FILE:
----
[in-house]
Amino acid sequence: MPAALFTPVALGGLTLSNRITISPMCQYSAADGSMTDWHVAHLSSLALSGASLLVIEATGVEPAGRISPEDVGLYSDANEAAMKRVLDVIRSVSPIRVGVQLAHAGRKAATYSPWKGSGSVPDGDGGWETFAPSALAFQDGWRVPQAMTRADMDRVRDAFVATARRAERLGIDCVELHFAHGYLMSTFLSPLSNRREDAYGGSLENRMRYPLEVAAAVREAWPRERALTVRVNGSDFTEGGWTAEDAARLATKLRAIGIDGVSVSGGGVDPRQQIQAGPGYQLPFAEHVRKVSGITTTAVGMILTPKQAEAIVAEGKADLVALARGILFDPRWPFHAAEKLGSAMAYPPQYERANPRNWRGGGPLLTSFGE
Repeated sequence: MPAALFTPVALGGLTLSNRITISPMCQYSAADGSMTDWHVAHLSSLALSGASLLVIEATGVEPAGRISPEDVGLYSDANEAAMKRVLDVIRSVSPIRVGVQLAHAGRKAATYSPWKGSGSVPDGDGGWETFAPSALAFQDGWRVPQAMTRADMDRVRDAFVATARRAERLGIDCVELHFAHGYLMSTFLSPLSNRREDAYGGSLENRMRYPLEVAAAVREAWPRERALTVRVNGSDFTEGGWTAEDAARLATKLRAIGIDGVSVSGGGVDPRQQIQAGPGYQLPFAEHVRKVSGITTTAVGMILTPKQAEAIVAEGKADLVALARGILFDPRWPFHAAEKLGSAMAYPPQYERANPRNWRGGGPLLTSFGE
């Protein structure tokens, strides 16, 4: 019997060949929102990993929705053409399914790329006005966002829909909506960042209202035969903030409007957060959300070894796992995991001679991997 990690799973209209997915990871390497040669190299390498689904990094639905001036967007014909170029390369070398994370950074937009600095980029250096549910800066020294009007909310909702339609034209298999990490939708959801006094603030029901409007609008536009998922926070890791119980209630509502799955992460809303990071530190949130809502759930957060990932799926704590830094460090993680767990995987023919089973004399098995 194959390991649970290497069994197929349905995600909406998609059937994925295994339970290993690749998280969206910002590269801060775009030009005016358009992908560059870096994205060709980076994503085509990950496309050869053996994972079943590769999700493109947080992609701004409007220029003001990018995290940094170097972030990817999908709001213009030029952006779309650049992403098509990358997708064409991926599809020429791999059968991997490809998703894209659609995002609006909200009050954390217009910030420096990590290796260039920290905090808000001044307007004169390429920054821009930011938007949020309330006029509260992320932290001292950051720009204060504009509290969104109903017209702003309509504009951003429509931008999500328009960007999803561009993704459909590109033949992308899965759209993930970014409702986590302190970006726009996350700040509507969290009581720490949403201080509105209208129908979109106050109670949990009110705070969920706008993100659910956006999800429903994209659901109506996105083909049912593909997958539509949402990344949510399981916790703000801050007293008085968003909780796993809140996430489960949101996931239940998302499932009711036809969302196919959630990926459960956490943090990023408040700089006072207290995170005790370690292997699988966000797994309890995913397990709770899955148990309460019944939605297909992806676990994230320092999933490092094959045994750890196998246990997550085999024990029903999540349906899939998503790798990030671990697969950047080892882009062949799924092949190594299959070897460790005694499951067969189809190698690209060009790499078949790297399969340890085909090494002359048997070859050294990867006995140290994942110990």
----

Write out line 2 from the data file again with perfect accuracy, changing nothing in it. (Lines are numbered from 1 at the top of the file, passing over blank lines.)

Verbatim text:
Amino acid sequence: MPAALFTPVALGGLTLSNRITISPMCQYSAADGSMTDWHVAHLSSLALSGASLLVIEATGVEPAGRISPEDVGLYSDANEAAMKRVLDVIRSVSPIRVGVQLAHAGRKAATYSPWKGSGSVPDGDGGWETFAPSALAFQDGWRVPQAMTRADMDRVRDAFVATARRAERLGIDCVELHFAHGYLMSTFLSPLSNRREDAYGGSLENRMRYPLEVAAAVREAWPRERALTVRVNGSDFTEGGWTAEDAARLATKLRAIGIDGVSVSGGGVDPRQQIQAGPGYQLPFAEHVRKVSGITTTAVGMILTPKQAEAIVAEGKADLVALARGILFDPRWPFHAAEKLGSAMAYPPQYERANPRNWRGGGPLLTSFGE